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Hillary draws more than 1,000 people, and a pony, to Concord book signing

State House Bureau

December 05. 2017 4:16PM
Vermin Supreme pays for parking ahead of the arrival of ponies across the street from a Hilary Clinton book signing in Concord Tuesday. (DAVID LANE/UNION LEADER)

Hillary Clinton gets a laugh from Vermin Supreme, who was staging an event across the street from her book signing at Gibson's in Concord on Tuesday. (DAVID LANE/UNION LEADER)

CONCORD — More than 1,000 Hillary Clinton fans crowded the South Main Street sidewalk in front of Gibson's Bookstore Tuesday morning in a line that snaked around the block and through the store.

They waited patiently in a soft wintry rain, some for hours, to meet the former first lady, U.S. senator, secretary of state and presidential nominee.

Tickets to the event were $30, which included admission to the book signing and a signed copy of "What Happened." The book's cover price is $30, although some large retailers have priced it as low as $17. Most people walked through the line with no book in hand to exchange greetings with Clinton and picked up their signed copy on the way out.

"We've got to keep fighting, don't we," she said to one fan, who expressed disappointment at the outcome of the 2016 presidential race.

After two presidential campaigns with her husband, and two on her own, Clinton has made many friends in New Hampshire over the years.

"It's great being back. I love coming to New Hampshire and the friends I've made over 25 years now," she said. "So any chance I have to come back, I'm anxious to take it."

The media covering the event were warned that Clinton would not make any statement or host a news conference, but she did share some thoughts on former state senator and Democratic Party icon Mary Louise Hancock, who died Monday.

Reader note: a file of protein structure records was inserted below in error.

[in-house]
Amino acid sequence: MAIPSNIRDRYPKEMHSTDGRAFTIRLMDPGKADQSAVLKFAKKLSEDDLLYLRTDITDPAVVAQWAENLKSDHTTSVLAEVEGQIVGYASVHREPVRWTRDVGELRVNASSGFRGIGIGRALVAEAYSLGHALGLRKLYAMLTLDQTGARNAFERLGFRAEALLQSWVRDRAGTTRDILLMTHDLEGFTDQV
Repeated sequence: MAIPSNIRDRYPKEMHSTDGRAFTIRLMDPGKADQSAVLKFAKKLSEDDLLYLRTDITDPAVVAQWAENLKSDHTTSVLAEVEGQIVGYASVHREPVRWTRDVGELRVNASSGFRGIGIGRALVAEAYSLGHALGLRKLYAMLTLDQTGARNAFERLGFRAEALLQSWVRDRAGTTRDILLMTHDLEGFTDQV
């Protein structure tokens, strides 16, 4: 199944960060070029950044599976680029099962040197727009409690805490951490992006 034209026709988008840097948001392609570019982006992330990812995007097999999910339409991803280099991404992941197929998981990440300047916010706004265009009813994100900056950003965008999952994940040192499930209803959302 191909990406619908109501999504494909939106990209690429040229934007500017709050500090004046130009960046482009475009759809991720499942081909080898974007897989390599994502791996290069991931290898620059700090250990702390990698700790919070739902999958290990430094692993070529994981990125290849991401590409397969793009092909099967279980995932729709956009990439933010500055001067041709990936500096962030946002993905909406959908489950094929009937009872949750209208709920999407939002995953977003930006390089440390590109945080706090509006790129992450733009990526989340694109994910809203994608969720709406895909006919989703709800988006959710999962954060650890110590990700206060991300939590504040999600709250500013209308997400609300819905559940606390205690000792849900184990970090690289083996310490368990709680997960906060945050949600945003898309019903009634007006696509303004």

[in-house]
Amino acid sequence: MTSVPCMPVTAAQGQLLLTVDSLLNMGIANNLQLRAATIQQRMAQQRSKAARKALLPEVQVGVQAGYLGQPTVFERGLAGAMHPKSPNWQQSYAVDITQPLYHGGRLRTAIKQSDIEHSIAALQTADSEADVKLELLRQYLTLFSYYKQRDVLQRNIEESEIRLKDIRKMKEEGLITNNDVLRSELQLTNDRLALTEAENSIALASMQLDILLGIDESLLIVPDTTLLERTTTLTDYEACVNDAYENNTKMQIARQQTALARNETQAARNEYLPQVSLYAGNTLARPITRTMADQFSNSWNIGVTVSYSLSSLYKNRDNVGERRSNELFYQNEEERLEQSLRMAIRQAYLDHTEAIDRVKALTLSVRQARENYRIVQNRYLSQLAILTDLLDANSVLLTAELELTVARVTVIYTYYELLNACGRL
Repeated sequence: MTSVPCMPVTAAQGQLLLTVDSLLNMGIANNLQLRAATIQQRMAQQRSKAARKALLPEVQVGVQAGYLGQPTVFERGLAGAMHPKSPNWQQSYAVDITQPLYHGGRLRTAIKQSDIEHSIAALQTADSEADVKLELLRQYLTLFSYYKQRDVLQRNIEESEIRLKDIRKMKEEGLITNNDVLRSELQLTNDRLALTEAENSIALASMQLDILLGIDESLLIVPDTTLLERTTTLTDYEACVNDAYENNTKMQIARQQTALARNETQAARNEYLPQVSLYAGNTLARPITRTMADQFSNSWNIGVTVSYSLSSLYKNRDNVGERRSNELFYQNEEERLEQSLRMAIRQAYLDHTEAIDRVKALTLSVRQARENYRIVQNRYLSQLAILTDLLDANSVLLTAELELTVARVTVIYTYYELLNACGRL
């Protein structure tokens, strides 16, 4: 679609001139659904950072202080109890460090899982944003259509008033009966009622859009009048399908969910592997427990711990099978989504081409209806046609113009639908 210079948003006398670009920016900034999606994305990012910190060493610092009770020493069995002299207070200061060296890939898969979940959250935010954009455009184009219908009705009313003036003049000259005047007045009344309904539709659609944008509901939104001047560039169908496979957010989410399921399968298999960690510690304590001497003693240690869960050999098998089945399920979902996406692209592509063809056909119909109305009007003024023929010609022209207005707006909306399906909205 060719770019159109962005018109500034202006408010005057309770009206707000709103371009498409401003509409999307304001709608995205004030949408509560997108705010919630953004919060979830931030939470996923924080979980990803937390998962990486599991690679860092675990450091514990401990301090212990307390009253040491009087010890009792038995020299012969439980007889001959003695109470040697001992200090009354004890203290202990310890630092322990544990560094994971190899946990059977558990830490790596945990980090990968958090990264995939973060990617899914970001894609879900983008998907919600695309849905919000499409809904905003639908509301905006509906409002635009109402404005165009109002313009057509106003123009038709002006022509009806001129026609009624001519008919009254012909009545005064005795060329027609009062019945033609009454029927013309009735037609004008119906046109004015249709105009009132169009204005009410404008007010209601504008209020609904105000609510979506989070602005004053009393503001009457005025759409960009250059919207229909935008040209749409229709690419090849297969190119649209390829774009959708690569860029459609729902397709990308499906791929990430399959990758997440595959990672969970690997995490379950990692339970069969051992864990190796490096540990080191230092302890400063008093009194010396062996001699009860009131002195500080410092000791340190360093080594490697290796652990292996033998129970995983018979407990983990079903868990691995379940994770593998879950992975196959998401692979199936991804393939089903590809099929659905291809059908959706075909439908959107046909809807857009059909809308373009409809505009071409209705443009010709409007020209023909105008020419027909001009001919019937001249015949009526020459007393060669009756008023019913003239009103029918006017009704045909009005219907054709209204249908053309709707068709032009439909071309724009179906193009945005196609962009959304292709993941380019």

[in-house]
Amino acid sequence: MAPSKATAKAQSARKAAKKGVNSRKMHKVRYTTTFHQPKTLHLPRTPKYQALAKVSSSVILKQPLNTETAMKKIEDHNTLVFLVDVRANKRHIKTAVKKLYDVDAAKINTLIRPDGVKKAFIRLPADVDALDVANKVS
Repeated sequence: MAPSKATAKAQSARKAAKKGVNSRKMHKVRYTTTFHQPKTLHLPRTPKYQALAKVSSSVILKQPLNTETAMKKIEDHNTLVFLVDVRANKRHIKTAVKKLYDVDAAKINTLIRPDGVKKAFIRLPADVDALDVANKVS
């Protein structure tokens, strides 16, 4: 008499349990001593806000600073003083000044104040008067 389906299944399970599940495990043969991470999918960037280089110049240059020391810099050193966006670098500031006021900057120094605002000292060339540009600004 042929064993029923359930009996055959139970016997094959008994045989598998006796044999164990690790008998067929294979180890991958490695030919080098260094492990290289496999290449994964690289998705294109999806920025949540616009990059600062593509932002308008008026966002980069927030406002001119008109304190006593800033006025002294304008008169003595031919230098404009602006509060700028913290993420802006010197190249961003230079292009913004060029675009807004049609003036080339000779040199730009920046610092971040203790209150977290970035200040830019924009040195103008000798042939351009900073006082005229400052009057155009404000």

"I was privileged to know her as a friend," said Clinton. "You always knew you were in the presence of someone very special. She was always trying to make a difference to make life better for people."

The advance publicity for the event also warned that Clinton would not be personalizing any of the signatures, but she made a few exceptions.

Kara Rodenhizer of Portsmouth came with her young son, Aiden, and left with a personalized and autographed copy of an earlier Clinton book, "It Takes A Village." It didn't hurt that Aiden has the same name as Clinton's grandson, although his name is spelled Aidan.

Also playing the name game were three generations of the Begin family from Concord, with Diane Begin, her daughter Chelsea and her granddaughter.

"I share a birthday with Hillary and this is my daughter, Chelsea," said Begin. She and her husband had two names in mind before their daughter, now in her 30s, was born. "The two names we had chosen were Hillary and Chelsea — swear to God — and we didn't even know who Hillary Clinton was at the time. It was purely by coincidence."

The family support for Clinton goes beyond coincidence, however, as both women supported her candidacy.

"I have for a long time," said Begin. "I did foster care way back when, and she was a big advocate for that."

And across the street…

Clinton critics were also on hand for the event, but protesters were kept to a tightly controlled area across the street, where perennial presidential candidate and self-described performance artist Vermin Supreme held court with a live pony he brought for the occasion.

The presence of the pony, which Supreme has used at other events, served as a symbol for the supporters of ideas like universal health care and tuition-free college proposed by Clinton's primary opponent Bernie Sanders.

In her book, Clinton referred to his call for such programs as a "Universal Basic Pony," and posed the question, "Who is going to pay for the pony?"

Keith Yergeau, one of the leaders of the protest, characterized the group this way: "About half the people here are members of the Free State Project, others are Bernie supporters, Vermin Supreme and some other leftists who may not support Bernie either."

Supreme was at first denied permission to bring the pony to the event, but the city of Concord relented after attorney Marc Randazza, with offices in Gloucester, Mass., intervened, claiming Supreme's First Amendment rights were being violated.

Clinton hosted a reception for Democratic VIPs before the book-signing, which got underway at 1 p.m. and continued well into the afternoon.

Vermin Supreme poses with a pony as a dog watches at Hillary Clinton's book event at Gibson's in Concord on Tuesday. (DAVID LANE/UNION LEADER)

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